One of the largest ships in the world, Oasis of the Seas makes an impression even before you board; the mega-ship looms above its counterparts. The this-can't-be-a-ship effect continues as you board; lined with shops like Michael Kors, Kate Spade and Starbucks -- and no outside windows -- the ship's Royal Promenade can feel like a hectic mall, rather than a cruise ship.
And yet, Oasis of the Seas has been enthusiastically embraced as one of Royal Caribbean's most beloved vessels. At 100 percent full (which it regularly is), Oasis sails with 5,400 passengers, but during the busiest seasons there can be nearly 6,500 people onboard. This despite the fact that Oasis of the Seas is one of the more expensive ships in the Royal Caribbean fleet. Its onboard attractions are so popular that up to a third of the passengers never even get off the ship in port.
So what makes Oasis of the Seas work so well for the families and active cruisers who love it? The secret is its neighborhoods, which carve the ship up into manageable pieces, keep bottlenecks to a minimum and provide a dizzying amount of activities.
The Boardwalk boasts two rock climbing walls, a carousel and the AquaTheater. The aft deck sports and activity neighborhood has two FlowRider surf simulators, a basketball court, a mini-golf course, a table tennis area, the teen club and a short zipline. Add in the sheer amount of shows, restaurants and bars, and you'll see that it's impossible to be bored on this ship.
Cruising on a ship this size comes with compromises. If you want to see all the shows and entertainment on offer, you must book online in advance, as the theaters are simply not big enough to hold everyone. Specialty dining reservations should be made in advance, too. If you don't like planning your cruise activities before you board or hate lines, Oasis is probably not a great choice compared to Royal Caribbean's more intimate ships.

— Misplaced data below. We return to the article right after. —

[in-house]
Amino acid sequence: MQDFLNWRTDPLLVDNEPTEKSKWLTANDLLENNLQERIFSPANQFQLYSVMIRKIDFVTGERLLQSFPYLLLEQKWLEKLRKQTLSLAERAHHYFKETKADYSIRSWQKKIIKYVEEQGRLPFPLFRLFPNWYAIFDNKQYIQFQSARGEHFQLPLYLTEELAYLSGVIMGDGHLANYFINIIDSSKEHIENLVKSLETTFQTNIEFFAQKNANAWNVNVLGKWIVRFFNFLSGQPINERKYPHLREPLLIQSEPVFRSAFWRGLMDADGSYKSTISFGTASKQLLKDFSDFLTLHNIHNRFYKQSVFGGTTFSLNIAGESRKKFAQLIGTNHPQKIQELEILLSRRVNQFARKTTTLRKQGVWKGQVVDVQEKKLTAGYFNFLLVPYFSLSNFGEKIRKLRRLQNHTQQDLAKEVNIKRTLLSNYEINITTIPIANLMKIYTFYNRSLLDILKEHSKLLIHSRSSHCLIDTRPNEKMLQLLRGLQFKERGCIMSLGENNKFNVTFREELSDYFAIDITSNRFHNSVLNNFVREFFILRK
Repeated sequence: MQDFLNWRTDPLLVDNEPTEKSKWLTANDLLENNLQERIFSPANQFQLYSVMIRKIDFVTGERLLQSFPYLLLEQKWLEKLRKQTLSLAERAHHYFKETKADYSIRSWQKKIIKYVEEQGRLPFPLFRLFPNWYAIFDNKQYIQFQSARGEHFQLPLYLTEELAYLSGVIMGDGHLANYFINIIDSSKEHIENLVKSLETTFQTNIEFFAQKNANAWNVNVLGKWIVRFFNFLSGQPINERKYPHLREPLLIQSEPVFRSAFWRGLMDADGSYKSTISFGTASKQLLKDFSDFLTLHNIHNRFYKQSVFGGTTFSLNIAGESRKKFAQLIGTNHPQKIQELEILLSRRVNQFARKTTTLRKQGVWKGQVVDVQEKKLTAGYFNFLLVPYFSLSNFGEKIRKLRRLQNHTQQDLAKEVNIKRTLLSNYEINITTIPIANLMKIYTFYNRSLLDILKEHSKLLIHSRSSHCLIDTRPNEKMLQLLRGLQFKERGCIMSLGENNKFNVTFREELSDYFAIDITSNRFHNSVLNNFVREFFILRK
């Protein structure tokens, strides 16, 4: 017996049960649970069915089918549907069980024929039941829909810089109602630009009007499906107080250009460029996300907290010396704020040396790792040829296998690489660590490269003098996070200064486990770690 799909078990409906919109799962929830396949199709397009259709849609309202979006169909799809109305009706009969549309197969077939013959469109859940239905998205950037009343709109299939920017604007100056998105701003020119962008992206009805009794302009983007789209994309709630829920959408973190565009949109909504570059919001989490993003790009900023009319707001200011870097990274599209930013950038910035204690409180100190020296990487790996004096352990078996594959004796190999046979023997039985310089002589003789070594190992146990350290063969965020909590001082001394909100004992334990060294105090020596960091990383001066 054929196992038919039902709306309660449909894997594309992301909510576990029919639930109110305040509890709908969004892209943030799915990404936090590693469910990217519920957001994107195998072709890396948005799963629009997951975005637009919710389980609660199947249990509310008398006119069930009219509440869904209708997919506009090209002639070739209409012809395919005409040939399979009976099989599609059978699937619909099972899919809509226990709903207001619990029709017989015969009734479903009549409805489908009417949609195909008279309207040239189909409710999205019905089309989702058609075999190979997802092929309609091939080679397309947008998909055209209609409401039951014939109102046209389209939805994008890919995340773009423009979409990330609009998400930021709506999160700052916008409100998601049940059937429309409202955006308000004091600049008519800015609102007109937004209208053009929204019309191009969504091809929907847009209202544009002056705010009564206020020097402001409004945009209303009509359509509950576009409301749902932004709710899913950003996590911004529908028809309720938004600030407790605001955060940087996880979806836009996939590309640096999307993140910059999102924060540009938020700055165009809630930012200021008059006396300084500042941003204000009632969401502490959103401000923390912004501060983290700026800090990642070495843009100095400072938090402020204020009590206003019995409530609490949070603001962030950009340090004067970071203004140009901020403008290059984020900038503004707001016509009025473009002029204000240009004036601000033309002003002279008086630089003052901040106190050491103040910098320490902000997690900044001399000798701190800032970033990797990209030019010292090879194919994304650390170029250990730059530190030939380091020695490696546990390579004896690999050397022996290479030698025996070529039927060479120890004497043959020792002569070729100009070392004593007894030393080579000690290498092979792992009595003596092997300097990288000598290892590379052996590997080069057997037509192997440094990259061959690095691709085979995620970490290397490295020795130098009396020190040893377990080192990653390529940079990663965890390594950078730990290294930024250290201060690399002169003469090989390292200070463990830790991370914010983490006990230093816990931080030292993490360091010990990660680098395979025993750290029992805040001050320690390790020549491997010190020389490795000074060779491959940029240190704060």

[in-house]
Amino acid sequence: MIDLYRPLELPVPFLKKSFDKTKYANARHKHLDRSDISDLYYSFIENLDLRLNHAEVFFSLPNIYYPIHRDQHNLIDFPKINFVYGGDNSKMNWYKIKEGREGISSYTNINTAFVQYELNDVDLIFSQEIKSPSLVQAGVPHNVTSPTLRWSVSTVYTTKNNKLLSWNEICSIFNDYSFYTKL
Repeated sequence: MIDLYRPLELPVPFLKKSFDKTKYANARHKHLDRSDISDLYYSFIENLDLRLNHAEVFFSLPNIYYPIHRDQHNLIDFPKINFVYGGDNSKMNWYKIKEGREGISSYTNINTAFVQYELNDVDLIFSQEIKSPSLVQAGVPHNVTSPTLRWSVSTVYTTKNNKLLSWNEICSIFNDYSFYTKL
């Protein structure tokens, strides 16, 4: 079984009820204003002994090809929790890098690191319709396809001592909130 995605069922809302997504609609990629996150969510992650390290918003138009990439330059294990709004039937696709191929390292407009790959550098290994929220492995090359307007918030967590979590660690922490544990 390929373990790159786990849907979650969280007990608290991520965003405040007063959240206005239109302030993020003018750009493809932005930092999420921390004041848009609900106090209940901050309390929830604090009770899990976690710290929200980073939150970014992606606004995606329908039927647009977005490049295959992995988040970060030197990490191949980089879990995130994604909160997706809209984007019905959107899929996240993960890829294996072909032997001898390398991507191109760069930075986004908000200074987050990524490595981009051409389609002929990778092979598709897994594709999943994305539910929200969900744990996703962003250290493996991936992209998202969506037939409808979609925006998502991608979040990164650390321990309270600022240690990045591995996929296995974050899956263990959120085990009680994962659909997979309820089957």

That being said, Oasis of the Seas has plenty of spots that don't feel crowded. Stay on the ship during a port day, and be the only one in the very cool infinity hot tubs. Dine in one of the smaller specialty restaurants, read a book in Central Park, escape to the adults-only Solarium, get a pass to the Thermal Suite -- these are all ways to make your Oasis of the Seas trip feel like it belongs to you instead of the masses.
Included with your cruise fare:
- Four main dining rooms, the buffet and select other eateries
- All theater shows, the ice skating and AquaTheater shows, and the comedy club
- Use of the FlowRiders, rock climbing wall, zipline, water park, mini-golf and other outdoor activities
- Most daily activities unless noted below
- Use of the gym, but not most classes
- Gratuities, only if you booked your cruise in Australia or New Zealand in AU and NZ dollars
Not included with your cruise fare:
- Gratuities ($14.50 per person, per day or $17.50 per person, per day for those staying in suites)
- Automatic beverage and spa tips (18 percent for both)
- All drinks beyond water, tea (including iced tea), coffee and select juices in the buffet
- Specialty restaurants
- Spa treatments
- Shore excursions
- Activities such as arcade games, bingo and Pets at Sea
- Photos and artwork
Royal Caribbean Oasis of the Seas Dress Code
Daytime: Casual, with shorts and tees most common inside the ship and bathing suits and cover-ups on the pool deck.
Evening: Mostly casual, though shorts and tanks are not permissible in the main dining room at dinner. On formal nights, men are asked to wear long pants and collared shirts and women are expected to dress up a bit; suits, sport jackets and cocktail dresses are the norm (although there is a tux rental shop onboard). On formal nights, you can dine everywhere on the ship, except the main dining rooms and the Chef's Table, without dressing up.
Not permitted: Bare feet are not allowed at any time in any venue, and tank tops are not permitted in the main dining room or specialty dining venues for dinner. Shorts are discouraged at dinner.
For more information, visit Cruise Line Dress Codes: Royal Caribbean.